Twitter Photograph:( Reuters )
This isn't the first time politics has let down India
Whether it's politics or sports, the show always goes on. We saw one play out over the weekend. Thankfully it was on social media. So the ordinary citizens were spared. At the centre of it were a couple of embassies in New Delhi. The row started with a video on Twitter.
The video showed oxygen cylinders being delivered to the Philippine embassy. The men delivering the cylinders belong to the Youth Congress. For those unfamiliar, they are the youth wing of Congress, India's principal opposition party.
The matter should have ended there. But what's philanthropy without social media posts? And what's politics without a bit of chest-thumping?
Opposition leaders soon started sharing this video. Former union minister Jairam Ramesh went one step ahead. He asked whether India's foreign ministry was sleeping?
The matter could have ended there as well. But what's politics without one-upping your rival?
The reply came right from the top.
India's Foreign Minister S Jaishankar was the one who responded. He said there were no Wuhan virus cases at the Philippine embassy.
Jaishankar called this an unsolicited supply. Then the story shifted to the New Zealand High Commission.
They posted a tweet which was later deleted. It was an appeal for oxygen cylinders.
The Youth Congress jumped in again. And another video followed. This time they were at the Kiwi mission delivering Oxygen.
Now it's highly unusual for a diplomatic mission to reach out to the opposition. Especially in the middle of a crisis. It sends a wrong message politically. New Zealand was quick to recognise this. Prime Minister Jacinda Ardern admitted that her diplomats chose the wrong route.
New Zealand should have been more mindful of the protocols. It was some employee's moment of desperation on Twitter.
But there is no denying that our leaders should have been more mature. Jairam Ramesh continued with his jibes on Twitter.
And this time the Ministry of External Affairs (MEA) spokesperson set the record straight.
"The chief of protocol and heads of divisions are in continuous touch with all high commissions and embassies and MEA is responding to their medical demands, especially those related to Covid. This includes facilitating their hospital treatment. Given the pandemic situation, all are urged not to hoard essential supplies, including oxygen."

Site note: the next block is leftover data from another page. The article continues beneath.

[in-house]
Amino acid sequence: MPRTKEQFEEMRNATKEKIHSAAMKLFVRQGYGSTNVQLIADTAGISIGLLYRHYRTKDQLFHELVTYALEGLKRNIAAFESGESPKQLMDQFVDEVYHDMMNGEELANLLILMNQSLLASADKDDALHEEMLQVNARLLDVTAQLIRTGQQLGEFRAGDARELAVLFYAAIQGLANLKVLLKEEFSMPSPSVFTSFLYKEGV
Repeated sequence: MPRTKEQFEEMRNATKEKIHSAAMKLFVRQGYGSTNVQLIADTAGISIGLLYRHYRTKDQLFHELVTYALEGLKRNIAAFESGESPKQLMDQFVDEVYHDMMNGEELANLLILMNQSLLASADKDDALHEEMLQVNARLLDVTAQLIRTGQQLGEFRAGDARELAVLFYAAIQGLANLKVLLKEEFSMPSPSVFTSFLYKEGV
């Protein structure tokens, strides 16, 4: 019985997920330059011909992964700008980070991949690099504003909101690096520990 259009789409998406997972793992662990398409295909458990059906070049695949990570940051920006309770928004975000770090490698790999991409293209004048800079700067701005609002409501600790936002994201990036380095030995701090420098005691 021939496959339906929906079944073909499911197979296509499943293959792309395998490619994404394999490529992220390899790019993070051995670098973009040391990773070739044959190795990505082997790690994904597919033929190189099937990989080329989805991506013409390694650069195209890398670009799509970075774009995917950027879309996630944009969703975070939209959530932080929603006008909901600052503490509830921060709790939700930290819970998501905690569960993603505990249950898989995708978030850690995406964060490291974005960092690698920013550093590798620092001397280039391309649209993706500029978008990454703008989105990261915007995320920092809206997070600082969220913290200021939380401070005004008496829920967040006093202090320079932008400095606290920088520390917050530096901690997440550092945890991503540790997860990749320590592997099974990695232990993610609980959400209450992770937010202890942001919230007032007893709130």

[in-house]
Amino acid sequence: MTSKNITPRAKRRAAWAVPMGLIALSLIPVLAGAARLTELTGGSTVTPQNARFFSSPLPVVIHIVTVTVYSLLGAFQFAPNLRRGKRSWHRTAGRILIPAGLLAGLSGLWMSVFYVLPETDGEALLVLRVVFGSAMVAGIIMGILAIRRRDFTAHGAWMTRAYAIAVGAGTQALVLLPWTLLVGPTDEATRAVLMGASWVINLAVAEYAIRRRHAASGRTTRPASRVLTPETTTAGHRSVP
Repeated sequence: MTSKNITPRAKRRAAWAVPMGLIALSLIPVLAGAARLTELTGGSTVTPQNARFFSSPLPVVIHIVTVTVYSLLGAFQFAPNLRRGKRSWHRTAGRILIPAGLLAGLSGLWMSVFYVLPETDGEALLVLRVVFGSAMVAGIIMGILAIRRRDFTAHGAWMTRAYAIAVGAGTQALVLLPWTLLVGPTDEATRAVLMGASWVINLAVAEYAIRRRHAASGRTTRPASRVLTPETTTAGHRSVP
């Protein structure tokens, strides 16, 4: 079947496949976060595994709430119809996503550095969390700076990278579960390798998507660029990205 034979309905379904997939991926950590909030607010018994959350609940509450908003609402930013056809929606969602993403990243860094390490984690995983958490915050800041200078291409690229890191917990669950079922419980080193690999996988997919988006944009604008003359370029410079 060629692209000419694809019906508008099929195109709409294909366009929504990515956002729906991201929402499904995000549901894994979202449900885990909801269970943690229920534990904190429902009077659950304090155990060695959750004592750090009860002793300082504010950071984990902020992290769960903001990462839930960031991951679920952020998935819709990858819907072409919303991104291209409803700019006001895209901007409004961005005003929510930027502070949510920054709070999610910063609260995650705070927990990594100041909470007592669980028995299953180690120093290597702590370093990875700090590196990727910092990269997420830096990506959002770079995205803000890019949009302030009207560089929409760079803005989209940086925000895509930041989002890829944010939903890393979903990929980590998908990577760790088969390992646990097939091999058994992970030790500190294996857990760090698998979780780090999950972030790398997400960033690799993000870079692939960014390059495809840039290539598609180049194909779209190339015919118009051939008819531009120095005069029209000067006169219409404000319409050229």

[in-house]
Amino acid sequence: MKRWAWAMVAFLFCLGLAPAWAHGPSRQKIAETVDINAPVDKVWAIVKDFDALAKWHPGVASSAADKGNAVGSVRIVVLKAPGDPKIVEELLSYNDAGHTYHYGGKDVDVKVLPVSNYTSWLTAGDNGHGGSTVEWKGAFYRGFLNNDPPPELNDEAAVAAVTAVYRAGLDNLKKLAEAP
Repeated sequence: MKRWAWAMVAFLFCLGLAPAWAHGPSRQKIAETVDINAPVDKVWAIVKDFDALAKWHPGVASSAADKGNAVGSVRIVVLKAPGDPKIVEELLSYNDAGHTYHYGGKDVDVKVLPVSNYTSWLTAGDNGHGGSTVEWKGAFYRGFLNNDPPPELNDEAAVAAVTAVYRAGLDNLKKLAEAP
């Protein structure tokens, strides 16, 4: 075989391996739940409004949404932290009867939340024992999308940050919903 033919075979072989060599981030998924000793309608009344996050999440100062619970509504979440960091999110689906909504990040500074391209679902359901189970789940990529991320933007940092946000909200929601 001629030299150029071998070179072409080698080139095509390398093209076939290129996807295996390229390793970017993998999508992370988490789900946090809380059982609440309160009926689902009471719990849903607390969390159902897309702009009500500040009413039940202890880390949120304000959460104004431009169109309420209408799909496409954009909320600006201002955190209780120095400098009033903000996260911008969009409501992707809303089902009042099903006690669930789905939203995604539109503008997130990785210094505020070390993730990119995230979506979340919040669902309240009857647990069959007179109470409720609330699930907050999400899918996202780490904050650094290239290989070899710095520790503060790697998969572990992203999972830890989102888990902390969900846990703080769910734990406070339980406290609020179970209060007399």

Couple of things to note here. Most importantly, this entire controversy was needless and avoidable.
We don't know the exact situation at the New Zealand High Commission. So we won't speculate on that.
But the fact is, such back and forth helps no one. This is not the time for sabre-rattling on social media.
Could the Youth Congress not have coordinated this with the MEA? Yes they could have. Could seasoned politicians not have dragged this row on Twitter? Of course they could have.
But in politics it's all about playing to the gallery. It's not about helping but being seen helping.
We have seen leaders flag off relief trucks in the past.
Imagine that, people are eagerly waiting for aid. But the trucks are held off so that the leader can flag them off.
This isn't the first time politics has let down India.
And it won't be the last time. But unprecedented crises call for unprecedented measures.
So maybe our leaders can hold off on playing politics. Because once the dust settles, there will be plenty of time for that.
Circling back to the embassies, why are they appealing for oxygen? The foreign minister says the Philippine embassy has zero cases. So the cylinders were a precaution.
They weren't actively looking for them. But considering how pressed we are for oxygen, precaution is in effect hoarding. This applies for all embassies.
We realise how vulnerable the diplomats feel. They are thousands of miles away in a foreign land. That too in the middle of a deadly pandemic. But there are patients who need oxygen right now.
So hoarding is simply not acceptable. And this was the MEA's message to embassies and high commissions.
Do not hoard essentials, including oxygen.
As for the politicians. These diplomats are our guests. Helping them is our collective responsibility. India has offered vaccines to all foreign diplomats. A few of them have already gotten the jabs.
But the season of politics is perennial. Crisis or not they continue to squabble.